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Fine‐tuning of the biophysical properties of biological membranes is essential for adaptation of cells to changing environments. For instance, to lower the negative charge of the lipid bilayer, certain bacteria add lysine to phosphatidylglycerol (PG) converting the net negative charge of PG (−1) to a net positive charge in Lys‐PG (+1). Reducing the net negative charge of the bacterial cell wall is a common strategy used by bacteria to resist cationic antimicrobial peptides (CAMPs) secreted by other microbes or produced by the innate immune system of a host organism. The article by Klein et al. in the current issue of Molecular Microbiology reports a new modification of the bacterial membrane, addition of alanine to PG, in Pseudomonas aeruginosa. In spite of the neutral charge of Ala‐PG, this modified lipid was found to be linked to several resistance phenotypes in P. aeruginosa. For instance, Ala‐PG increases resistance to two positively charged antibacterial agents, a β‐lactam and high concentrations of lactate. These findings shed light on the mechanisms by which bacteria fine‐tune the properties of their cell membranes by adding various amino acids on the polar head group of phospholipids.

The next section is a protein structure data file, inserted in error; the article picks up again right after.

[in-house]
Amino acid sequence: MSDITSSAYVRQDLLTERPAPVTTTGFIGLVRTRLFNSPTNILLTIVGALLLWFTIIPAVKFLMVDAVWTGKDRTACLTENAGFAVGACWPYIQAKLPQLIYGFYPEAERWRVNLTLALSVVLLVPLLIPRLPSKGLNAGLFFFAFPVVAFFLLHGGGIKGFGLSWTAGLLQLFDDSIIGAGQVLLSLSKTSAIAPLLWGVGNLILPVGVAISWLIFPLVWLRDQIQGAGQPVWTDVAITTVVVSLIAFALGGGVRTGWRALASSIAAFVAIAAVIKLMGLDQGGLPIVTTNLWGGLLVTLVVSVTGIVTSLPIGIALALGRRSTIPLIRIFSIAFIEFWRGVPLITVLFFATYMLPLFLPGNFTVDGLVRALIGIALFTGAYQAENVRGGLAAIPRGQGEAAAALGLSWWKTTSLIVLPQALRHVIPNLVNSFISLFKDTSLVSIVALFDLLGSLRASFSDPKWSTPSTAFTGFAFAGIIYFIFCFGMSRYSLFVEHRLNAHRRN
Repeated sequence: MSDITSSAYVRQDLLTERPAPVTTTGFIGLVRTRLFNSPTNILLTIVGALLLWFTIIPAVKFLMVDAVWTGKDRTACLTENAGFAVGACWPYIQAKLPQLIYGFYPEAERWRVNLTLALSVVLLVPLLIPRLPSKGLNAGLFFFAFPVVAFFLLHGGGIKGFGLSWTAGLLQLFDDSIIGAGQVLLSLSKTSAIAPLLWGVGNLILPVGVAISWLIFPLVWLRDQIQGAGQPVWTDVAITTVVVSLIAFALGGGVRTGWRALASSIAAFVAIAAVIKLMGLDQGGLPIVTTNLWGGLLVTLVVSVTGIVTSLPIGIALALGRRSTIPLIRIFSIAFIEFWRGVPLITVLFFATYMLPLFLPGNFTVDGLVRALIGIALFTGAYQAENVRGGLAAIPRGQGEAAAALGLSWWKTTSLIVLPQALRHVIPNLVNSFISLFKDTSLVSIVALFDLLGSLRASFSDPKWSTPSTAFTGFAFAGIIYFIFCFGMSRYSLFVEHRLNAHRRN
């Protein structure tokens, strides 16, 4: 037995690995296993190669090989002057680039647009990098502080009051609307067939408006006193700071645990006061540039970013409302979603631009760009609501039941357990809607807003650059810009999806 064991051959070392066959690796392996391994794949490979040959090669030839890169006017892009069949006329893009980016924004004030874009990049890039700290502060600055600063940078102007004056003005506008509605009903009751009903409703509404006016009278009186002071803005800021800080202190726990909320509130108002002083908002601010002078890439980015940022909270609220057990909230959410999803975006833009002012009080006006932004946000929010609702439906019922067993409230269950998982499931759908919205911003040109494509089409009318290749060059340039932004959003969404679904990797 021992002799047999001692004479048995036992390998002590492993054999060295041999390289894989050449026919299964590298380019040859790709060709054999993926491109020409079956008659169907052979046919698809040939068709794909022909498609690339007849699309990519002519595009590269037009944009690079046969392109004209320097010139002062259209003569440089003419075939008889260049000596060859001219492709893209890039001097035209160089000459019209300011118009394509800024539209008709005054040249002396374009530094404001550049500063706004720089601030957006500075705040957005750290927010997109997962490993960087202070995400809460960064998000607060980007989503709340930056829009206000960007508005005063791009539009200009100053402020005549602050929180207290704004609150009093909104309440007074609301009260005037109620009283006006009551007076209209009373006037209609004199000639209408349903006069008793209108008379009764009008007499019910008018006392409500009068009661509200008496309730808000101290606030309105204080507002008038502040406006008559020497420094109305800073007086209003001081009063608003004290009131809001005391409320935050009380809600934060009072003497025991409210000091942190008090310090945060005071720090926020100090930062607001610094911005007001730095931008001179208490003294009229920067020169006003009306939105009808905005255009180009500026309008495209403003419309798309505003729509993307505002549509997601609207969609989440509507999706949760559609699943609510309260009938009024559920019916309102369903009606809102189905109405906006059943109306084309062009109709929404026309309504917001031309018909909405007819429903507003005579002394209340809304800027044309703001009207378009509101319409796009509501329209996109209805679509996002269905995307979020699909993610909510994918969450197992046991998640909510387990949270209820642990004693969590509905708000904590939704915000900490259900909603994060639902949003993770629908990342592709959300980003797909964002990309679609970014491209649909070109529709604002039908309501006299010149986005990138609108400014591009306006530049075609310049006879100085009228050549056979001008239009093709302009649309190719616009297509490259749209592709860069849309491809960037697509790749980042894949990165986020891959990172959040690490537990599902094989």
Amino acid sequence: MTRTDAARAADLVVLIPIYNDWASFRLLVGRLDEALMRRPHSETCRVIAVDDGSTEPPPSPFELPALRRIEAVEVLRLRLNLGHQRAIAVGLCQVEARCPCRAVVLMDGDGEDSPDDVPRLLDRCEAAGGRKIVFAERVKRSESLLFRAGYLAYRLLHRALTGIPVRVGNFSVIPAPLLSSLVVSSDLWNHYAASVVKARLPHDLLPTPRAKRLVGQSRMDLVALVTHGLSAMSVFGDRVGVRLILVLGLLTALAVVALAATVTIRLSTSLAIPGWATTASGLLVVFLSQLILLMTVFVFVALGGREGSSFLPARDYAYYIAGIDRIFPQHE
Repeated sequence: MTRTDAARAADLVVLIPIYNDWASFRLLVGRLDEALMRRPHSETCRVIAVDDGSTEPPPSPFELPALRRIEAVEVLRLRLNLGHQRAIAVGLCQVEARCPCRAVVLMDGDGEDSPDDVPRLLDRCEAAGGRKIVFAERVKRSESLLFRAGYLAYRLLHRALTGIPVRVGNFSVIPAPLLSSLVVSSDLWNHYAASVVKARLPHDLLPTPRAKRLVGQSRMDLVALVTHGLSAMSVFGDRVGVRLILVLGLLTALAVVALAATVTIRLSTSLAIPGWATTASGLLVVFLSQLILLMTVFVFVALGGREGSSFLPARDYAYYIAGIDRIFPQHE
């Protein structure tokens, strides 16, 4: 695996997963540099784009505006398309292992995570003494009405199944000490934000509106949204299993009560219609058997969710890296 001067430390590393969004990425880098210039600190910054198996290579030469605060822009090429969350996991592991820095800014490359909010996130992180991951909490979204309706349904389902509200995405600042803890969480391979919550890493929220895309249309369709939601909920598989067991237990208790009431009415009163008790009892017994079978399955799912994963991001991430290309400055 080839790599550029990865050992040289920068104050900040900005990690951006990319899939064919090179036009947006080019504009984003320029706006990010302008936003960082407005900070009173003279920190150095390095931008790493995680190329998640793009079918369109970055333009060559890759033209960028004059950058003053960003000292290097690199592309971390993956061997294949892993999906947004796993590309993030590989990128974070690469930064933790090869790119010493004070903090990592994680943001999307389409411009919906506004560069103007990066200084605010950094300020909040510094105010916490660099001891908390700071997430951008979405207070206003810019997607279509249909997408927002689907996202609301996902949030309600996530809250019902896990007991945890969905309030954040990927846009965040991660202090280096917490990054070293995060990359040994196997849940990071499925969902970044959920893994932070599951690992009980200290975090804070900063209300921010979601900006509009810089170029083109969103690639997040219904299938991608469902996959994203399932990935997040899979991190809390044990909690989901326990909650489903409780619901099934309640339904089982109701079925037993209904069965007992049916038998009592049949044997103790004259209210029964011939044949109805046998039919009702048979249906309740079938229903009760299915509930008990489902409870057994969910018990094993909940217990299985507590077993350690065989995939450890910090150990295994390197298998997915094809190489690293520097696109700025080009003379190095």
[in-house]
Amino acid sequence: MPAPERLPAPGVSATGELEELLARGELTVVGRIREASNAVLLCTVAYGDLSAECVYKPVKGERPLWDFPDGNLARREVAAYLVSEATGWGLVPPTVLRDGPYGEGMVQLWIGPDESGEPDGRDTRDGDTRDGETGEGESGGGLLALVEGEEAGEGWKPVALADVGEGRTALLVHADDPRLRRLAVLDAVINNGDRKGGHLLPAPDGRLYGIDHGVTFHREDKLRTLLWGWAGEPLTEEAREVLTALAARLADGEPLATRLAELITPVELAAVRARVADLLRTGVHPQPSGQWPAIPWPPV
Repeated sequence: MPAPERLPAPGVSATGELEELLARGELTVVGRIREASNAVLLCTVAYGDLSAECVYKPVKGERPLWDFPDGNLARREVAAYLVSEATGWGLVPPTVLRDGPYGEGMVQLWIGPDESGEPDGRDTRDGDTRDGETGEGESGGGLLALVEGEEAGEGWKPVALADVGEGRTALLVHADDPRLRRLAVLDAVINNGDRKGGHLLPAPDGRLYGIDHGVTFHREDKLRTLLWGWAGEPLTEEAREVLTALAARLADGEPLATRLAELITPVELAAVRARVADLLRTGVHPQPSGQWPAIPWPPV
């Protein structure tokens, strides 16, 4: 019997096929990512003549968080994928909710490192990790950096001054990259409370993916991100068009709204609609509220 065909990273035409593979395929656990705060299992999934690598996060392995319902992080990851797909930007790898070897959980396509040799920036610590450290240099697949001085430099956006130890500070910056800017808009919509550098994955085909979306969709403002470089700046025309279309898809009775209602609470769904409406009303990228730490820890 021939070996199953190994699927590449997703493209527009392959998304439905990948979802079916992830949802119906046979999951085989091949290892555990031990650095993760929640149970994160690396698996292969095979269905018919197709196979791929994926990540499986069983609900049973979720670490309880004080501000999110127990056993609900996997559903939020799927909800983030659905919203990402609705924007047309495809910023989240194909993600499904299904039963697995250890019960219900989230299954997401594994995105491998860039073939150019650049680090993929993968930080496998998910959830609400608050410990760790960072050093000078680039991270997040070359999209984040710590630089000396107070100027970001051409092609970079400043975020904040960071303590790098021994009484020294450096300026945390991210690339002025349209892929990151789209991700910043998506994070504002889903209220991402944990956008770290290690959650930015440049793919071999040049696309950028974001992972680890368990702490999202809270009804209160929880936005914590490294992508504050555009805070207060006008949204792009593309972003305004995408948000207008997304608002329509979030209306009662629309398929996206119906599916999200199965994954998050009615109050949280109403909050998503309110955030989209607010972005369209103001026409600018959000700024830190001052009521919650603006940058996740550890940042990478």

This is the accepted version of the following article:

Roy, H., Dare, K. and Ibba, M. (2009) Adaptation of the bacterial membrane to changing environments using aminoacylated phospholipids. Mol. Microbiol. 71, 547-550.

which has been published in final form at This article may be used for non-commercial purposes in accordance with Wiley Terms and Conditions for Self-Archiving.


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